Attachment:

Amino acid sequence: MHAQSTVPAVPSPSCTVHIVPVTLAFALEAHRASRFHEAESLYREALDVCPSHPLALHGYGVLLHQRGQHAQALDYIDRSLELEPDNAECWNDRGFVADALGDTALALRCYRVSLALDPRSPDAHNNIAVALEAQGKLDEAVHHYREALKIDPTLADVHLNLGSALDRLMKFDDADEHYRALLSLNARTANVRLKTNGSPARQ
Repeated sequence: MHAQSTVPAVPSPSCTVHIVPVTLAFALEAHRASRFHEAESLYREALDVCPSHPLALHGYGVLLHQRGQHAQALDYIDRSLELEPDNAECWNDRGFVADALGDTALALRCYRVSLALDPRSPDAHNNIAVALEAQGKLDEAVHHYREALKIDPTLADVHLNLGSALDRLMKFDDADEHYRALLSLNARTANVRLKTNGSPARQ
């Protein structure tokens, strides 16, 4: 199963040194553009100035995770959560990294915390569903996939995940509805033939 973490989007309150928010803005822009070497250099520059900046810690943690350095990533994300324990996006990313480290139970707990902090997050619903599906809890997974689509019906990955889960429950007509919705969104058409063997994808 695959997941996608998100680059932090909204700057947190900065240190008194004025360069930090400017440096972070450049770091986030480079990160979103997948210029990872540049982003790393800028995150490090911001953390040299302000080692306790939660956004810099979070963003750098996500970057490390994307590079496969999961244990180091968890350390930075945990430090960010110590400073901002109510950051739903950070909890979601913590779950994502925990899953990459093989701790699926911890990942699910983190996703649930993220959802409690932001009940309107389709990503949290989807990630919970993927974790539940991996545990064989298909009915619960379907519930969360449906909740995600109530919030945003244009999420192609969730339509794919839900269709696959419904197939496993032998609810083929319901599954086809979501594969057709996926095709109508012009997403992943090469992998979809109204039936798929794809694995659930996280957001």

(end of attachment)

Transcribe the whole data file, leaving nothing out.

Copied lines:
Amino acid sequence: MHAQSTVPAVPSPSCTVHIVPVTLAFALEAHRASRFHEAESLYREALDVCPSHPLALHGYGVLLHQRGQHAQALDYIDRSLELEPDNAECWNDRGFVADALGDTALALRCYRVSLALDPRSPDAHNNIAVALEAQGKLDEAVHHYREALKIDPTLADVHLNLGSALDRLMKFDDADEHYRALLSLNARTANVRLKTNGSPARQ
Repeated sequence: MHAQSTVPAVPSPSCTVHIVPVTLAFALEAHRASRFHEAESLYREALDVCPSHPLALHGYGVLLHQRGQHAQALDYIDRSLELEPDNAECWNDRGFVADALGDTALALRCYRVSLALDPRSPDAHNNIAVALEAQGKLDEAVHHYREALKIDPTLADVHLNLGSALDRLMKFDDADEHYRALLSLNARTANVRLKTNGSPARQ
């Protein structure tokens, strides 16, 4: 199963040194553009100035995770959560990294915390569903996939995940509805033939 973490989007309150928010803005822009070497250099520059900046810690943690350095990533994300324990996006990313480290139970707990902090997050619903599906809890997974689509019906990955889960429950007509919705969104058409063997994808 695959997941996608998100680059932090909204700057947190900065240190008194004025360069930090400017440096972070450049770091986030480079990160979103997948210029990872540049982003790393800028995150490090911001953390040299302000080692306790939660956004810099979070963003750098996500970057490390994307590079496969999961244990180091968890350390930075945990430090960010110590400073901002109510950051739903950070909890979601913590779950994502925990899953990459093989701790699926911890990942699910983190996703649930993220959802409690932001009940309107389709990503949290989807990630919970993927974790539940991996545990064989298909009915619960379907519930969360449906909740995600109530919030945003244009999420192609969730339509794919839900269709696959419904197939496993032998609810083929319901599954086809979501594969057709996926095709109508012009997403992943090469992998979809109204039936798929794809694995659930996280957001």